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Only 25.5% of Hungarian Dermatologists Report Comfortability in Treating Psychodermatological Patients


As many as 76.5% of participants could not name any psychodermatology resources, while only 58.8% were definitively interested in training on the topic.

Compulsive skin picking
Compulsive skin picking. Image Credit: © DermNet

Only a quarter of dermatologists in Hungary (25.5%) report feeling comfortable with treating patients with psychodermatological conditions, according to a study published in Skin Health and Disease.1

This not only encompasses patients with conditions such as parasitosis and trichotillomania, but also includes patients with anxiety secondary to skin disease, depression, body dysmorphic disorder, and common skin conditions that may overlap with psychological comorbidities (psoriasis, alopecia, and atopic dermatitis, among others).

Furthermore, less than half of respondents reported understanding psychodermatology as a link between mental health and dermatological conditions. More than 3 out of 4 dermatologists were unable to name a psychodermatology resource for patients and their families, and slightly over half (58.8%) demonstrated definitive interest in receiving psychodermatology training.

Background and Methods

Previous research has underscored the significant impact of skin disorders on patients' emotional well-being and quality of life, with a substantial portion of dermatological patients experiencing psychological or psychiatric issues. Conditions such as alopecia and vitiligo have well-documented links to hindered well-being, mental health, and quality of life.2

Despite this, many cases go underdiagnosed or undertreated due to inadequate psychodermatology services, insufficient training among dermatologists, and patient reluctance to seek psychiatric care, according to a study from the International Journal of Dermatology.3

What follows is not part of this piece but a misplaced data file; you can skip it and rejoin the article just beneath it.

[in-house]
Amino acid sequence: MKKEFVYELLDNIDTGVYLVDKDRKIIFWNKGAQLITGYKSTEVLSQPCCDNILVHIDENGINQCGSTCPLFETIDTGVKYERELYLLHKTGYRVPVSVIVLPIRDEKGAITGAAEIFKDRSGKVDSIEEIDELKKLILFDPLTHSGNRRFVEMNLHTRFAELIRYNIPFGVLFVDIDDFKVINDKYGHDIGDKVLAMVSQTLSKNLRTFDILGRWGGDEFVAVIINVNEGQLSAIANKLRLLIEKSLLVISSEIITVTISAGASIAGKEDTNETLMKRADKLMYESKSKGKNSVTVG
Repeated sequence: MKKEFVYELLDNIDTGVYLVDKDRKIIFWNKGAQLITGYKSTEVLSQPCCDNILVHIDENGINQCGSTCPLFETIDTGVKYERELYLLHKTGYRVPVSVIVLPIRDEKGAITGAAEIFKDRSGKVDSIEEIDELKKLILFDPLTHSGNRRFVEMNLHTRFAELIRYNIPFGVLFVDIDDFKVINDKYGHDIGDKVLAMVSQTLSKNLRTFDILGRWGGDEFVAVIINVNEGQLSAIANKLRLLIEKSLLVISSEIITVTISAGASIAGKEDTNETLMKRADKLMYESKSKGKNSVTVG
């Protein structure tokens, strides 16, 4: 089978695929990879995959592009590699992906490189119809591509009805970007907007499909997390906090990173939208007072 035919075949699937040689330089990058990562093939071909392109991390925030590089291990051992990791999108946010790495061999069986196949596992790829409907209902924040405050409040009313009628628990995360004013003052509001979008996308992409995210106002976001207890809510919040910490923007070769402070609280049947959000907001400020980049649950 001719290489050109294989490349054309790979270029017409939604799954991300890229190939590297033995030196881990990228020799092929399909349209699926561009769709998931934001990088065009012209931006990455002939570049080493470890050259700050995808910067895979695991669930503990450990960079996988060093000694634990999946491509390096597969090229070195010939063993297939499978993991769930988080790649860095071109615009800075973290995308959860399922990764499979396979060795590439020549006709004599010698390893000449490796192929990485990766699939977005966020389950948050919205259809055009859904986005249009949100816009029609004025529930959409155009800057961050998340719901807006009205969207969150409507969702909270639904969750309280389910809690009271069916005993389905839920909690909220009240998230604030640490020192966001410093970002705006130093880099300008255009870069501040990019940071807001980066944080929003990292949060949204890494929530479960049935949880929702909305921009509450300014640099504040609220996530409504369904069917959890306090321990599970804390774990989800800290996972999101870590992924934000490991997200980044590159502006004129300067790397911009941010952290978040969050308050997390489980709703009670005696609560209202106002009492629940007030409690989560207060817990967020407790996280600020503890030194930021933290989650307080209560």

While several studies have explored psychodermatological awareness among dermatologists in varying countries, such as the US, Canada, Great Britain, and India, none to date have examined the patterns among clinicians in Hungary.

From October 2020 to June 2021, researchers surveyed 100 dermatologists, including residents, practicing in Hungary through an online Google Form. The questionnaire used in the study was adapted from a validated version used in various international studies, originally developed and validated for dermatologists in the US.

The survey consisted of 2 blocks of questions, gathering demographic data such as age, gender, qualifications, and practice details. The second block contained 11 questions focused on psychodermatology, including open-ended prompts asking dermatologists to define psychodermatology and identify useful sources of information on the topic for patients and their families. Additional multiple-choice questions assessed comfort in treating patients with psychological components, frequency of encountering such cases, referral practices to psychiatrists or psychologists, training received in psychodermatology, and interest in further educational activities to enhance skills in this area.


The study involved 100 participants, yielding a response rate of 51%. Results indicated that nearly half of the respondents (49%) understood psychodermatology as the bidirectional interaction between mental and dermatological conditions, while 39% viewed it as either the influence of mental status on dermatological conditions or vice versa, but not both.